Bulls Keep On Running
This very strong bull market continues as the major indices all hit fresh record highs last week for the first time since 1999! In the short term, the market is extended up here and due to pullback after a very strong 8-week ~10% rally. It is also bullish to see that there remains virtually no selling underneath the surface. The very strong and bullish mini sector rotation continues which bodes well for this market. The intermediate and longer term trends also remain up which is very bullish.
Earlier this year, the market had every chance in the world to fall and top out. Instead, in January and February the bulls showed up, defended support, and sent stocks soaring to new highs. The fundamental driver has been easy money from the Fed and other global central banks. Since the historic March 2009 low, that has been “the” bullish driver for stocks.
Earnings are literally in a recession. Who cares? Buy stocks. Economic data remains lackluster at best. Who cares, buy stocks. I can go on and on but I hope my point is made. I’m not here to fight or argue with the market. All I’m here to do is shed light on what the market is actually focusing on. This is not “normal” and eventually this big experiment will end. Until it does, I’m very happy to be long and ride this market higher!
Looking forward, the bulls remain in control until support is breached (former chart highs: Dow 18,351 and S&P 500 2,134). The next level of support to watch after that is their respective 50 day moving average lines. The fact that the market pullback only lasts a few days, signals strong investor appetite for stocks. Since Brexit, we have noticed the market open lower in the first half of the week then rally and close higher during the latter half of the week. On a weekly basis, that is considered a positive reversal and very bullish. Until support breaks, the short, intermediate and long term trend remains up for Wall Street.
A Closer Look at What Happened Last Week
Monday – Wednesday Action:
On Monday, stocks slid as oil jumped nearly 3% and bounced from oversold levels. Oil bounced after rumors spread that OPEC members are talking about freezing production. Remember, the last time that happened, was in mid-February and oil surged – even though OPEC never freezed production. Technically, oil is just bouncing from deeply oversold levels. Economic data remains light all week. July retail sales will be released Friday.
Stocks were quiet on Tuesday as economic and earnings data remained relatively thin. Few well known retail stocks fell after reporting disappointing same store sales. Most retail stocks have been in steep downtrends/under-performing badly over the past year or so as consumers shift to online shopping. Amazon (AMZN) has been the key beneficiary of that shift and continues to be a monster stock. In M&A news, Wal-Mart (WMT) said it would buy Jet.com (Amazon’s largest competitor) for $3B to help improve its online experience and access a broader audience. Stocks fell on Wednesday which is perfectly normal after such a strong rally. Oil prices fell which dragged a slew of energy stocks lower. Before the open, Michael Kors ($KORS) reported earnings and beat expectations on both the top line and bottom line but the stock fell 3% on future guidance. Separately, Ralph Lauren ($RL) gapped up after the company reported earnings.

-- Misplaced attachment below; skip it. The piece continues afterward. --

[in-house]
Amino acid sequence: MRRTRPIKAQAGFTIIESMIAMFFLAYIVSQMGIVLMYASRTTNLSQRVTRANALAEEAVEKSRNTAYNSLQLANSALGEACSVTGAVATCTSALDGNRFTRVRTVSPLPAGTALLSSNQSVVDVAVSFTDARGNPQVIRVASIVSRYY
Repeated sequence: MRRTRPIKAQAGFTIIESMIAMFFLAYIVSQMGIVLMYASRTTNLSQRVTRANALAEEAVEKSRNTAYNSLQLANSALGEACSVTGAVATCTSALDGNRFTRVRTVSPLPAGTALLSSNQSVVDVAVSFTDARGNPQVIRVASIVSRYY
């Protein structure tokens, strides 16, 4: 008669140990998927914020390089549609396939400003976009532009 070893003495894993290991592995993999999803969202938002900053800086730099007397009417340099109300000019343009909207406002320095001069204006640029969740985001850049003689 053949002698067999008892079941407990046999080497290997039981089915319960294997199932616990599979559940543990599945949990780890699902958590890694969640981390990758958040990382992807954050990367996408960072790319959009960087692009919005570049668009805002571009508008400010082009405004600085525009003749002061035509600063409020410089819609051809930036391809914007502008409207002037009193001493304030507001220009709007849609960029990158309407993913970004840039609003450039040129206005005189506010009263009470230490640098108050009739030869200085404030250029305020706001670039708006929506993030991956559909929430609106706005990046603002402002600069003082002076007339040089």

Thursday and Friday Action:
Stocks rallied on Thursday, helping the major indices hit fresh record highs. Macy’s (M) and Kohl’s (KSS) were some of the stocks that gapped up after reporting their Q2 results. Shares of Shake Shak (SHAK) gapped down after earnings were announced. Economic data remains mixed. U.S. import prices unexpectedly edged higher in July. Import prices increased by 0.1% in July after an upwardly revised 0.6% reading in June. The Street was expecting import prices to slide by -0.3% in July after a previously reported +0.2% advance in June.
In other news, weekly U.S. jobless claims slid to 266,000. Stocks fell on Friday after the government said Retail Sales were flat, missing estimates for a slight gain of 0.4%. On Thursday, Macy’s said it will close 100 stores which was their way of telling us that retail sales are still weak. Overseas, the euro area said GDP rose by 0.3% in the second quarter which matched the Street’s estimate. Stepping back, economic data is blah at best which means, easy money is here to stay for the foreseeable future.
Market Outlook: Stocks Are Strong
Stocks are strong. The market finally broke out of its very long trading range after Brexit and ahead of earnings season. The fundamental driver continues to be easy money from global central banks. Economic and earnings data remain mixed at best which means easy money is here to stay. As always, keep your losses small and never argue with the tape.